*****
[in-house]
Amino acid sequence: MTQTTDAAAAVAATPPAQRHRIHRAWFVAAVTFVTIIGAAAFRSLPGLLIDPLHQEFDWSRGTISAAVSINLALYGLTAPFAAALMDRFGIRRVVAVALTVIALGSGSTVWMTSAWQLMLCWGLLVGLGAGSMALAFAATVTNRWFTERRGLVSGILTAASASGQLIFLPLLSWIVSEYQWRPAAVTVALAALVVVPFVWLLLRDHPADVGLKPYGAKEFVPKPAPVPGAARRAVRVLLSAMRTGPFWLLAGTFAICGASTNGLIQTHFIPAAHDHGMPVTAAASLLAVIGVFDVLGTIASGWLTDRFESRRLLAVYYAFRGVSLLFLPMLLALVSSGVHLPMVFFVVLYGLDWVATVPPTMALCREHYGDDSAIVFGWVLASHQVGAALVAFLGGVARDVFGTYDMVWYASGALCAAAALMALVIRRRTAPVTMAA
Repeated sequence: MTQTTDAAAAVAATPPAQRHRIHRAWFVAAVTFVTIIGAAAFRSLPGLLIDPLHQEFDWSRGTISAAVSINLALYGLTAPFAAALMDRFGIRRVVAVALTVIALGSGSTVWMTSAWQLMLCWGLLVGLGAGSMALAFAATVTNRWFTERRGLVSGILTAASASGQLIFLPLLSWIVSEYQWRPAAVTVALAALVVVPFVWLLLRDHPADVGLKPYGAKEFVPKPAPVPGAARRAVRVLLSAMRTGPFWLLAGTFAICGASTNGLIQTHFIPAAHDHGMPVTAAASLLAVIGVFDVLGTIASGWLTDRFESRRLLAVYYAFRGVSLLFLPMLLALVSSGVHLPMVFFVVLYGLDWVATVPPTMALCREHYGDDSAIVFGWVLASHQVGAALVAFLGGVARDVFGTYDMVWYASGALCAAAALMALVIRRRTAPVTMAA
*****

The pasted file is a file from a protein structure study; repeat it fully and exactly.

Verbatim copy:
[in-house]
Amino acid sequence: MTQTTDAAAAVAATPPAQRHRIHRAWFVAAVTFVTIIGAAAFRSLPGLLIDPLHQEFDWSRGTISAAVSINLALYGLTAPFAAALMDRFGIRRVVAVALTVIALGSGSTVWMTSAWQLMLCWGLLVGLGAGSMALAFAATVTNRWFTERRGLVSGILTAASASGQLIFLPLLSWIVSEYQWRPAAVTVALAALVVVPFVWLLLRDHPADVGLKPYGAKEFVPKPAPVPGAARRAVRVLLSAMRTGPFWLLAGTFAICGASTNGLIQTHFIPAAHDHGMPVTAAASLLAVIGVFDVLGTIASGWLTDRFESRRLLAVYYAFRGVSLLFLPMLLALVSSGVHLPMVFFVVLYGLDWVATVPPTMALCREHYGDDSAIVFGWVLASHQVGAALVAFLGGVARDVFGTYDMVWYASGALCAAAALMALVIRRRTAPVTMAA
Repeated sequence: MTQTTDAAAAVAATPPAQRHRIHRAWFVAAVTFVTIIGAAAFRSLPGLLIDPLHQEFDWSRGTISAAVSINLALYGLTAPFAAALMDRFGIRRVVAVALTVIALGSGSTVWMTSAWQLMLCWGLLVGLGAGSMALAFAATVTNRWFTERRGLVSGILTAASASGQLIFLPLLSWIVSEYQWRPAAVTVALAALVVVPFVWLLLRDHPADVGLKPYGAKEFVPKPAPVPGAARRAVRVLLSAMRTGPFWLLAGTFAICGASTNGLIQTHFIPAAHDHGMPVTAAASLLAVIGVFDVLGTIASGWLTDRFESRRLLAVYYAFRGVSLLFLPMLLALVSSGVHLPMVFFVVLYGLDWVATVPPTMALCREHYGDDSAIVFGWVLASHQVGAALVAFLGGVARDVFGTYDMVWYASGALCAAAALMALVIRRRTAPVTMAA